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Small Beer, Big Flavor

Posted by at 7:12 pm | Category: Brewing Insights, Craft Beer History 3

William Hogarth’s Beer Street from 1751

Much maligned in history and literature, small beer actually was a popular drink in medieval Europe. Essentially a low-alcohol brew made for the masses, it was considered a healthy drink in the days of unsanitary water supplies. However, in an age where strong ale was celebrated, small beer was looked down upon as an inferior and low-class product fit only for the poor, servants, laborers, or even children.

According to historical recipes, there were two methods of production. The first being a very simple form of ale brewing, usually employing a combination of unmalted and malted grain that was boiled like porridge, poorly filtered, and quickly fermented. This yielded a low-alcohol ale that was thick and almost soupy. Not very appetizing by today’s standards. Small beer was also brewed in Colonial America and was mentioned by Ben Franklin. There is even a surviving recipe attributed to George Washington that has been widely circulated among homebrewers.

The second method of production is the process of using the “second runnings” from a strong ale mash to make another brew lower in alcohol content. In modern brewing, the wort is strained from the mash, which is then rinsed to extract as much of the fermentable sugar as possible.

“Sparging” inside the lauter tun.

This process is called “sparging,” and not only rinses the mash but dilutes the wort to the desired level for the product being brewed. In the brewing of small beer, the unsparged first runnings are used to produce a strong ale or, in the case of Anchor Brewing, a barleywine. The mash is then sparged, but the second runnings, which contain much less fermentable sugar, are held aside and used to brew a batch of “Small Beer.” Small beers produced by this method could be separately hopped, were usually somewhat clarified, and typically had ABVs between 2.5% to 3.5%. In English brewing tradition, these were the original session beers. There are some references to the actual use of third runnings for the making of small beer, with the second runnings used for a standard bitter.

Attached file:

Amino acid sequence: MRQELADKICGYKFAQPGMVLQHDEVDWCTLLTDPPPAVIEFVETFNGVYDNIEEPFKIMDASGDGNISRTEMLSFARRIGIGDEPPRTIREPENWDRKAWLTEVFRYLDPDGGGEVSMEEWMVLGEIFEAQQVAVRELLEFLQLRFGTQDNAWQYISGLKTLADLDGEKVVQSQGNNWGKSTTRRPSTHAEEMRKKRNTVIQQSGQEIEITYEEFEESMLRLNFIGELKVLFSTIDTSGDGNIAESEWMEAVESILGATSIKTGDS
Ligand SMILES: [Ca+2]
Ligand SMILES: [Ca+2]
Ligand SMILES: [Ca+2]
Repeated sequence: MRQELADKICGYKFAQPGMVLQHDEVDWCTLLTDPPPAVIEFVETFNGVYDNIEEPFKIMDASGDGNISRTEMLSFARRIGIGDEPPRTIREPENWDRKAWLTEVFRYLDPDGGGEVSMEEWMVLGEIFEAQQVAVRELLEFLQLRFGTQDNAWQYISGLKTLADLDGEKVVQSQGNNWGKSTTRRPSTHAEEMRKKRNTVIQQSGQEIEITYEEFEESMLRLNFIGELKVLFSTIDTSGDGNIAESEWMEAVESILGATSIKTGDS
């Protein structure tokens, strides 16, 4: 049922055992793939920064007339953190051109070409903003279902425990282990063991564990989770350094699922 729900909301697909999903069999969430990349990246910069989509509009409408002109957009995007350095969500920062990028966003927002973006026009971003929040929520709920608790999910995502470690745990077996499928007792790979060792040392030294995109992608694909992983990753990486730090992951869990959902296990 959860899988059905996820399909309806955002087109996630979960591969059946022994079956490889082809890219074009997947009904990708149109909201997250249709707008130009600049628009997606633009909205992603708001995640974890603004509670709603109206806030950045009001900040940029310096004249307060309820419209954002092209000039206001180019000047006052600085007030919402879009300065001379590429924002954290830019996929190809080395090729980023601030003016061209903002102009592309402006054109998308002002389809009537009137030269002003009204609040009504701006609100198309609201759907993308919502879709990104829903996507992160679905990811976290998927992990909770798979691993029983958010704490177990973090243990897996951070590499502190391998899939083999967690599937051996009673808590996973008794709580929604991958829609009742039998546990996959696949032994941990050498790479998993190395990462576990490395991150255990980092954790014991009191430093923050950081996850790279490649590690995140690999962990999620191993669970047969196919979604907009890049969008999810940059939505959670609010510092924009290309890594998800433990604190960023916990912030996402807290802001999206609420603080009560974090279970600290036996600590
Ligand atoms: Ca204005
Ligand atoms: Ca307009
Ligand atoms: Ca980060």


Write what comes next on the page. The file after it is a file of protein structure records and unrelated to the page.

By the time that Anchor Brewing first produced its Anchor Small Beer in 1997, there had been no commercial production of small beer for generations as far as we could tell. Low-alcohol beers have been made from time to time by both British and American brewers, but these beers were merely a diluted version of a standard product and were not traditional small beers. In modern times, these low-alcohol beers have never achieved the level of popularity that would justify their continued production, and have largely, if not completely, been replaced by non-alcoholic or “NA” beers.

Anchor Small Beer is still made in the traditional way, from the second runnings of our Old Foghorn mash. Our use of the Goldings hop gives our beer hop character and more flavor than one would expect from a typical low-alcohol beer. Although it only has an ABV of 3.3%, Anchor Small Beer is certainly not small on flavor.


Readers Comments (3)

Where I grew up, alcohol sales on Sunday were forbidden by law. But, as the Anheuser Busch brewery had a lot of political clout, the sale of small beer was legal. This beer, popularly called: “three two” for the 3.2% ABV, was available, even on Sundays. Sometimes we drove into Illinois, where Bud was sold, even on Sundays for the ‘regular’ 5% buds. But that was in the 1960s, before Maytag, almost singlehandedly, reinvented the craft beer. And long before Anchor was available in St. Louis. Ah…the memories. Nice post from you, again, Bob.

I’d love to find some Anchor Small Beer but I haven’t been able to find it on the East Coast. A lot of craft drinkers like stronger beers, but I think it takes a special talent to make a tasty and flavorful low ABV beer.

by Jon | Jul 08 | Reply

I had a bottle of this last week, and liked the name… Loved the beer. Then, after a RT from Anchor Brewing on Twitter, they sent me this URL. I love it. What a cool story. This beer isn’t available in the Phoenix area, but I am glad I grabbed a bottle in Prescott. Cheers!

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